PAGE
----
Eating habits begin at an early age, so consider that when you say heart disease isn't something to worry about until your 30's. And yes, the nation is obsessed with people being thin, but that isn't an argument against the health risks of obesity.

    As far as your diabetes argument, you are going to have to clarify that one for me.

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    Senior Member Gabe's Avatar
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    Yes, you are attempting to speak for 'obese' people, but by what you're saying, I bet most of them would rather speak for themselves. That "20% overwieght) comes from BMI standards that are rediculous to say the least. Seriously, what is 20% overwieght? 26? 30? If you saw people with those BMIs you would not consider them fat. Did you know that Brad Pitt is overwieght by those standards.
    All the 'health risks' of being 'obese' don't become statistically significant until the way upper 30s of BMI. And there are deseases other than heart desease that affect skinny people more.
    What is "OBESE" supposed to mean other than fat, then? How is there any real justifaction for that lable? How is it anything other than an excuse to single people out?

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    Quote Originally Posted by Metamorphosis View Post
    I think that is ridiculous. On a related note, though, it is possible that skinny people who eat equally as bad are just as unhealthy. Even ignoring almost all internal problems, obesity, at the very least, causes joint and mobility problems.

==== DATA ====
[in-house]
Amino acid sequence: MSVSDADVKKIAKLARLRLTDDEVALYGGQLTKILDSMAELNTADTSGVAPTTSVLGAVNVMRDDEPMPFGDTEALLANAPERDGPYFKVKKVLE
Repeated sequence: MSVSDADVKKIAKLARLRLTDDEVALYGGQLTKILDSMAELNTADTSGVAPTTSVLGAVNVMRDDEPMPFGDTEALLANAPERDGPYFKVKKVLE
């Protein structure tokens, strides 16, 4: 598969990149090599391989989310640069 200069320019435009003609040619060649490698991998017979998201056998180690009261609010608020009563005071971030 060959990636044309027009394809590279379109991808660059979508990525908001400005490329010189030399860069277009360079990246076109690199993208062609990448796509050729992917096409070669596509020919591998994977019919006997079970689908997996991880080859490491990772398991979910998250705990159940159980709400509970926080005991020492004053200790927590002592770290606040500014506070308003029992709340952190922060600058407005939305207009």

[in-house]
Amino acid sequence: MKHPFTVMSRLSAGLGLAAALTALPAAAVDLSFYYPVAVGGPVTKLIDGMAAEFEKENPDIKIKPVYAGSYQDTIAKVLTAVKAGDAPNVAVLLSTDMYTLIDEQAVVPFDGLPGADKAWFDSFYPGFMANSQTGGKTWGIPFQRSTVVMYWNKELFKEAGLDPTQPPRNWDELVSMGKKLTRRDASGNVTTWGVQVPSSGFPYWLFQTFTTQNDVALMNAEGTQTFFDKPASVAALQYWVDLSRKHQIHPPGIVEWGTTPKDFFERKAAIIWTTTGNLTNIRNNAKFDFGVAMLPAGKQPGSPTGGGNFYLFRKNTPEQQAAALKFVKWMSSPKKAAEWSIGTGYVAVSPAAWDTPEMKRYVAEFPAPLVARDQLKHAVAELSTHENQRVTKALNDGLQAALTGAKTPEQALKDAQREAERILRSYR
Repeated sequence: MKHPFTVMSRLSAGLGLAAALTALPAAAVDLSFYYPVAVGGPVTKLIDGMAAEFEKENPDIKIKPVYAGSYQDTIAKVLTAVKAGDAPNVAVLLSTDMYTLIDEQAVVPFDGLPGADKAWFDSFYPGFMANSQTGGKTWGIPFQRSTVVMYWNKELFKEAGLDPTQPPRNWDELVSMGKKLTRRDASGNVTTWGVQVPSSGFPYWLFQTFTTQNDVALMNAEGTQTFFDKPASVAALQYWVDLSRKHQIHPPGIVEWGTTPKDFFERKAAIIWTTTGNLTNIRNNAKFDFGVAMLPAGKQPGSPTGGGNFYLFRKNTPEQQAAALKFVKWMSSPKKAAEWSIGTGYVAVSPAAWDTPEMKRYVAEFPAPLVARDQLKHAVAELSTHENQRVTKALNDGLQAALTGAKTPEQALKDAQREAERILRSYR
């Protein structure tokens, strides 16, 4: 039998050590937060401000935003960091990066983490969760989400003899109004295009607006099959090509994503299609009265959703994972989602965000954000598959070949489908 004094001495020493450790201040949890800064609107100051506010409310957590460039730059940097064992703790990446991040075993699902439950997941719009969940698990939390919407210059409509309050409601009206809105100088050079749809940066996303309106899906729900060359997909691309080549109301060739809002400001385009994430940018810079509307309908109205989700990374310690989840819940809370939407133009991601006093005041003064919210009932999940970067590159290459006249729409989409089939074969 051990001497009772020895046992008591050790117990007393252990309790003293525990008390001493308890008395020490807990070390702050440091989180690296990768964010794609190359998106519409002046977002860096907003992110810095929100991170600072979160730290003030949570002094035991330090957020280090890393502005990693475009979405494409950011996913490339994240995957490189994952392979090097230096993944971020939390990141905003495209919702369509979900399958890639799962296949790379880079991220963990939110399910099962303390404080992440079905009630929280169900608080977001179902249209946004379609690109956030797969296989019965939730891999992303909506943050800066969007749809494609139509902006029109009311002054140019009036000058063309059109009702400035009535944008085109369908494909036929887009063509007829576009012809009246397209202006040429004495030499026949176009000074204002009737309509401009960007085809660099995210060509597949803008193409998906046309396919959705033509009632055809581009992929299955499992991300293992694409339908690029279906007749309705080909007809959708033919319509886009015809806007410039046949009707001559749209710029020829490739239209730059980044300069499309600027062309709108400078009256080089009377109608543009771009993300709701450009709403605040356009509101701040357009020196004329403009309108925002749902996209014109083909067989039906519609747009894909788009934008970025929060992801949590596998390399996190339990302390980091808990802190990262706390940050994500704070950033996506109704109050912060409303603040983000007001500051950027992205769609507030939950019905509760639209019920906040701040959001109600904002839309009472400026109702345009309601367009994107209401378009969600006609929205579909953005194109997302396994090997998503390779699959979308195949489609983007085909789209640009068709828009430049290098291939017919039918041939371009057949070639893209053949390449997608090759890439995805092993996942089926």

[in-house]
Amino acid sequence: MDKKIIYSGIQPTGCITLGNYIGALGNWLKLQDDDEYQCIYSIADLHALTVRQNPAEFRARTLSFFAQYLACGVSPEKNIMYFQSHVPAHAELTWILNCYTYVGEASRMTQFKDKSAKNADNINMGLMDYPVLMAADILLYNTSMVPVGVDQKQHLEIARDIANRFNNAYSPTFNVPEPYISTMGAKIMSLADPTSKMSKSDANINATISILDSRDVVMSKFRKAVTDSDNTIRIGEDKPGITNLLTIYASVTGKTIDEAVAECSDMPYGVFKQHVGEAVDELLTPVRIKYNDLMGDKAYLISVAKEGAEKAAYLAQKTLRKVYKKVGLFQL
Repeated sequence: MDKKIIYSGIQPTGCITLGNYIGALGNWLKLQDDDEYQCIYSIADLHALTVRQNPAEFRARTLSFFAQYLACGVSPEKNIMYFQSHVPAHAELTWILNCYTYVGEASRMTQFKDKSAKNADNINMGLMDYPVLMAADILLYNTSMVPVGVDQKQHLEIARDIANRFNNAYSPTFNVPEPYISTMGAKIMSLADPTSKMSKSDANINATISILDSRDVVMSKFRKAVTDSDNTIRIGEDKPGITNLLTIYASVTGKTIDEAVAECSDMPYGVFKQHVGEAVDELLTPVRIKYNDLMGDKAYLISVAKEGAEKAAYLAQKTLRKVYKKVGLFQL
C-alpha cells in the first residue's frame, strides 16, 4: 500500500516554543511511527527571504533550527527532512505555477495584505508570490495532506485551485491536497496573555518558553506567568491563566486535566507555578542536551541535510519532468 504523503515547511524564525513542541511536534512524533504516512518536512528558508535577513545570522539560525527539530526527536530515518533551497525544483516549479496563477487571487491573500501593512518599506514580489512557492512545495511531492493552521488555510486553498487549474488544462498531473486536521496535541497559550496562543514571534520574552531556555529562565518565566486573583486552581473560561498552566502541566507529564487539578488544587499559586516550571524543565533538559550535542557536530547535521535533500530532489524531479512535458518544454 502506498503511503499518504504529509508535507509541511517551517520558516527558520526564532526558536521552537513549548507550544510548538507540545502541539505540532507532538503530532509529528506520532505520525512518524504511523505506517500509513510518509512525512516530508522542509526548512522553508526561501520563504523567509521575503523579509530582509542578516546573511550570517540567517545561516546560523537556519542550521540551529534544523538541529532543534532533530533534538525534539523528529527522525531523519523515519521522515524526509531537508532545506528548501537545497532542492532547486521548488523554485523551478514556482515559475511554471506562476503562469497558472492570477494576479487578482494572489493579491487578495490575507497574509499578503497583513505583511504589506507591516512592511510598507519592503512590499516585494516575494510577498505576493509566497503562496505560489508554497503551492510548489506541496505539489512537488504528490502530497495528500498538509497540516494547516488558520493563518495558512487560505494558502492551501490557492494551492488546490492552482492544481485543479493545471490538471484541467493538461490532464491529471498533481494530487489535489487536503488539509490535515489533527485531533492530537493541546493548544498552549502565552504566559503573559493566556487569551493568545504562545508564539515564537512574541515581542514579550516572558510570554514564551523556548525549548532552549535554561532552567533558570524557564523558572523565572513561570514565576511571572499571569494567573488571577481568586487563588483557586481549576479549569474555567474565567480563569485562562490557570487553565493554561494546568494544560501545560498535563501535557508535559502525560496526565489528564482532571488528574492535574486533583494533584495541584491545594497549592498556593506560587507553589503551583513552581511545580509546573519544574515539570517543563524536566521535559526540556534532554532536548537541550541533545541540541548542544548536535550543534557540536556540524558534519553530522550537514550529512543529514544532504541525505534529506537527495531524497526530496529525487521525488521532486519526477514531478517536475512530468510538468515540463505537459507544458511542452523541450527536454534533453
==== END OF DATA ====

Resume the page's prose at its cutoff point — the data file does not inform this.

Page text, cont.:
See? We lose both ways!

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    Per Ardua Metamorphosis's Avatar
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    Quote Originally Posted by Gabe View Post
    ..is the name of a book from 2005 about how 'obesity' was never a serious health risk, and how it's all just an excuse to rag on fat people. (which I have always suspected)

    what do you think?
    Would you say, then, that fat people are in fact healthy?
    "You will always be fond of me. I represent to you all the sins you never had the courage to commit."

    Reason is, and ought only to be the slave of the passions, and can never pretend to any other office
    than to serve and obey them. - David Hume

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    Quote Originally Posted by Gabe View Post
    Yes, you are attempting to speak for 'obese' people, but by what you're saying, I bet most of them would rather speak for themselves. That "20% overwieght) comes from BMI standards that are rediculous to say the least. Seriously, what is 20% overwieght? 26? 30? If you saw people with those BMIs you would not consider them fat. Did you know that Brad Pitt is overwieght by those standards.
    All the 'health risks' of being 'obese' don't become statistically significant until the way upper 30s of BMI. And there are deseases other than heart desease that affect skinny people more.
    What is "OBESE" supposed to mean other than fat, then? How is there any real justifaction for that lable? How is it anything other than an excuse to single people out?
    Brad Pitt is not outside the BMI index. Anyways, they use other methods of measure in order to account for different body types.

    It seems you are emotive on the issue since you can't seem to extrapolate the difference between being fat and being obese. Here is the wiki article on obesity. I think you can see how the health risks are part of the definition. If you have substantially higher body fat, then you are at risk for health problems. If you have evidence to the contrary then I would love to see it.